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The Earth (and its inhabitants) is rotating and moving along with the Milkyway at approximately 600 000 m/h (not the of the Earth's rotation). Now let's say I'm in my spaceship in earth orbit watching the earth spin, I too would be traveling around 600 000 m/h (or 168 m/s) the same as the Earth, correct?

Now let me compare myself to a ball on a conveyor belt. From my view point I am stationary, but to an outside observer I am moving with the conveyor belt. Now lets say I(the ball) have some method of producing motion in the opposite direction of the belt; in effect, I now look stationary to the outside observer (and as to make the motion unnoticeable, the ball is completely uniform).

Back to my spaceship, what if I were to leave Earth's orbit and travel against the rotation of the galaxy enough to cancel out the effects of motion like the ball and conveyor belt and once at that point give no more means of motion. If all of this were to be correctly implemented, then:

  1. Would I effectively have no motion?
  2. Would I see the Galaxy traveling 600 000 m/h around me (assuming I would never hit something)?
  3. Would I experience time differently?
  4. If I would see the Galaxy moving, what would I see?
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Usually you should denote miles by "mi" and meters by "m" to avoid confusion. 600,000 Mi/h translates into 268km/s (kilometers per second) so I'll use that figure, and assume that it is the speed of rotation of the sun around the center of the milky way.

  1. You would have just as much "motion" as if you were in outer space, due to the principle of relativity. You would be in a freefall frame, and if you accelerated the 268km/s necessary so that you had no angular velocity with respect to the center of the milky way, you would start accelerating straight "downwards" (a very appropriate word in your new reference frame) towards the black hole at the center of the milky way.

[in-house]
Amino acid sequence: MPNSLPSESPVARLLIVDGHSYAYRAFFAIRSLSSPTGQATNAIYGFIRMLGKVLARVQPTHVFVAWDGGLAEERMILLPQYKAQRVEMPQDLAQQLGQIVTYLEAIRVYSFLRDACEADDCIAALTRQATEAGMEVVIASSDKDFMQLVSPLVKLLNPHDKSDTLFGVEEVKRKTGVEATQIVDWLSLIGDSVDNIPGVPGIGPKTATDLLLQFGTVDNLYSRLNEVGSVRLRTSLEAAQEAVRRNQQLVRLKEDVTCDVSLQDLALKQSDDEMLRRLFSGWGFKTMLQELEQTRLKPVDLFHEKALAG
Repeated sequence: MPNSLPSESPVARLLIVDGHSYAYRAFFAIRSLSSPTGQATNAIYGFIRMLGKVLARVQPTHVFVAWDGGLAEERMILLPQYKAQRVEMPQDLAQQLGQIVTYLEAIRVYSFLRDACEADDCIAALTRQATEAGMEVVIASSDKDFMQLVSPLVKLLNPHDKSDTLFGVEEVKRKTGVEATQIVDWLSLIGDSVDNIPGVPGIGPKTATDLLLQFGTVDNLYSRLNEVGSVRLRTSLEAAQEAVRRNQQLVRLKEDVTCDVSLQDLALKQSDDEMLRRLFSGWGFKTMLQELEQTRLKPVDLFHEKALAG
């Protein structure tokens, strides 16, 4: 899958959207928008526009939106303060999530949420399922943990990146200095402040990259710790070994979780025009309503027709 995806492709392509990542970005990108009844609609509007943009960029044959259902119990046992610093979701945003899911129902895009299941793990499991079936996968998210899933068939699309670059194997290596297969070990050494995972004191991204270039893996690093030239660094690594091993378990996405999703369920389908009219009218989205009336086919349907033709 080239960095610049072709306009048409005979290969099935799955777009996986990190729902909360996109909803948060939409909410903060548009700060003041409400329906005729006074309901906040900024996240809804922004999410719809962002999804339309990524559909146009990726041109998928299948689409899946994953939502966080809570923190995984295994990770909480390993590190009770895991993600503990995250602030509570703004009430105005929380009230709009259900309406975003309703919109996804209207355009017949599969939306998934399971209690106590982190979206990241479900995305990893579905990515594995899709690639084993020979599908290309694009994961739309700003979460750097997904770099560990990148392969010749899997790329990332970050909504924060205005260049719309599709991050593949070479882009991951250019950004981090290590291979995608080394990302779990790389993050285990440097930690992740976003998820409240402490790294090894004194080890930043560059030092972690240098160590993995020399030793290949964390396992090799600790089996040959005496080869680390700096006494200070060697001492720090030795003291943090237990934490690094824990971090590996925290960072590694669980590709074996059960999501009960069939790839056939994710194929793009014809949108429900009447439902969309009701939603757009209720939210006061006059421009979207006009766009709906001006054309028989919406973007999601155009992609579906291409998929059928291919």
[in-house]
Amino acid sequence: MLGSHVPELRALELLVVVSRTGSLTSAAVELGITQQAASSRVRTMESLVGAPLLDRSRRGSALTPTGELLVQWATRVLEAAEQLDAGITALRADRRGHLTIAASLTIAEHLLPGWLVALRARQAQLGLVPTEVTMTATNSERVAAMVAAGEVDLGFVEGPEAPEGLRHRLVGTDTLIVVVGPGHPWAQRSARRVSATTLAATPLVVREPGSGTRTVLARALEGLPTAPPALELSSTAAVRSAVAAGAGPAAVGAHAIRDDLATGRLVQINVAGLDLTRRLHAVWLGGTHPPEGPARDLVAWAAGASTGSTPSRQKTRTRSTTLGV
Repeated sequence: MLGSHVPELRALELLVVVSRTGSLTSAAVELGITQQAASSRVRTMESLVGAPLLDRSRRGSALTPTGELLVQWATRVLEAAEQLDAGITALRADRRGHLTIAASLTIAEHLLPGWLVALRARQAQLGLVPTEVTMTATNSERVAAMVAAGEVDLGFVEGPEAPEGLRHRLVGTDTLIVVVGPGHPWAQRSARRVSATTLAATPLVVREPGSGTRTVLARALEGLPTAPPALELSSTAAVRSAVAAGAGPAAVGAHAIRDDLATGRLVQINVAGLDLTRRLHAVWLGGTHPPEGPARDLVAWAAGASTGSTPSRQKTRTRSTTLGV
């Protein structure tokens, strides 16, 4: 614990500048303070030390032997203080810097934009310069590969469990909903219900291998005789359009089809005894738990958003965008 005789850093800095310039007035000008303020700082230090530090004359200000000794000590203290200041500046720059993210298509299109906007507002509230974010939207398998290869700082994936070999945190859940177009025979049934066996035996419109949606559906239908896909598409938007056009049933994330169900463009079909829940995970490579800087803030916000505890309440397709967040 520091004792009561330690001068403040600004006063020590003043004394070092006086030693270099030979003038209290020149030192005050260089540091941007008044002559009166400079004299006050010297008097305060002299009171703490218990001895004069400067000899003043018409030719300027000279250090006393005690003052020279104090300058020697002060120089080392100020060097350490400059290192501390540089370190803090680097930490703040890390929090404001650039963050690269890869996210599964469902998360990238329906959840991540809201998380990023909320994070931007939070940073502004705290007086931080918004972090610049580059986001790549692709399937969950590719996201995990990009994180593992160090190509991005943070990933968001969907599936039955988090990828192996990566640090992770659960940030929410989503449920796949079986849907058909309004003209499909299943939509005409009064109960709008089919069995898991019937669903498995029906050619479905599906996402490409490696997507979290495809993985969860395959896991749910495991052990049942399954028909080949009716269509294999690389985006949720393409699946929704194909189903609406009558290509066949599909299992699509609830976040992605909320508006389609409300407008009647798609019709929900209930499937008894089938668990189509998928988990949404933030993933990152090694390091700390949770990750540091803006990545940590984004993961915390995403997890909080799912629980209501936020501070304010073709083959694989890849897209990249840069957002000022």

2. Yes, you would have accelerated and you would see the earth and sun wizzing away from you at 268km/s, as well as all the other stars doing the same thing as they continued their circular path around the milky way's core.

  3. No, everything would look and feel the same according to the principle of relativity. You would however, if you looked with a giant telescope, observe people on the earth to be moving slowly due to time dilation, and they would be redshifted according to the doppler effect. (technically the relativistic doppler effect) This is because the earth is now moving away from you at 268km/s.

  4. You would be able to observe the rotation of the galaxy for a short while, until you plunged into the center of the milky way and either got swallowed by the black hole, or more likely until you passed by the center and got kicked out in some other direction. (stars nearby might perturb your orbit enough that you don't fall straight into the black hole.)

Make sure that you're not thinking incorrectly that motion is Aristotelian. It isn't. In physical laws, there is no such thing as an absolute reference frame. (You can define a very special stationary reference frame using the cosmic microwave background but as far as I know it doesn't have any special properties affecting motion. Certainly not in the Aristotelian sense.)

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  • $\begingroup$ So far I think this is giving me all the information I asked for and I am willing to accept this answer, but why would I start falling towards the black hole in the center? $\endgroup$
    – user34873
    Nov 29 '13 at 4:23
  • $\begingroup$ @user34873 We're always accelerating towards the center of the milky way. At some hundred kilometers per second we are in orbit and move in a circle. But with zero angular velocity we are not in orbit and the acceleration continues causing us to fall. It's like being in orbit around the earth: You'll stay in space if you're moving fast, but if you slow down you'll fall. what-if.xkcd.com/58 $\endgroup$
    – user12029
    Nov 29 '13 at 5:51
  • $\begingroup$ To point 4, the gravitational pull of the Milky Way at the Earth is only 200 pm/s^2 (that's 2 x 10^-10 m/s^2). If you stopped your rotation around the galactic center it would take you 12,000 years to reach the heliopause and 650,000 years to reach the next solar system at 4100 km/s. So you'll have some time. $\endgroup$
    – Schwern
    Apr 1 '16 at 6:32
  • $\begingroup$ To point 3, 268 km/s is less than 0.001c. You wouldn't notice any time dilation nor relativistic Doppler effect on Earth. To point 2, while 268 km/s is about 10 times faster than the New Horizons probe, it's still pretty sluggish on interplanetary scales (120 hours to Mars) and practically snail-like on interstellar scales (5000 years to the next solar system). You wouldn't see planets and stars whizzing by. $\endgroup$
    – Schwern
    Apr 1 '16 at 6:41

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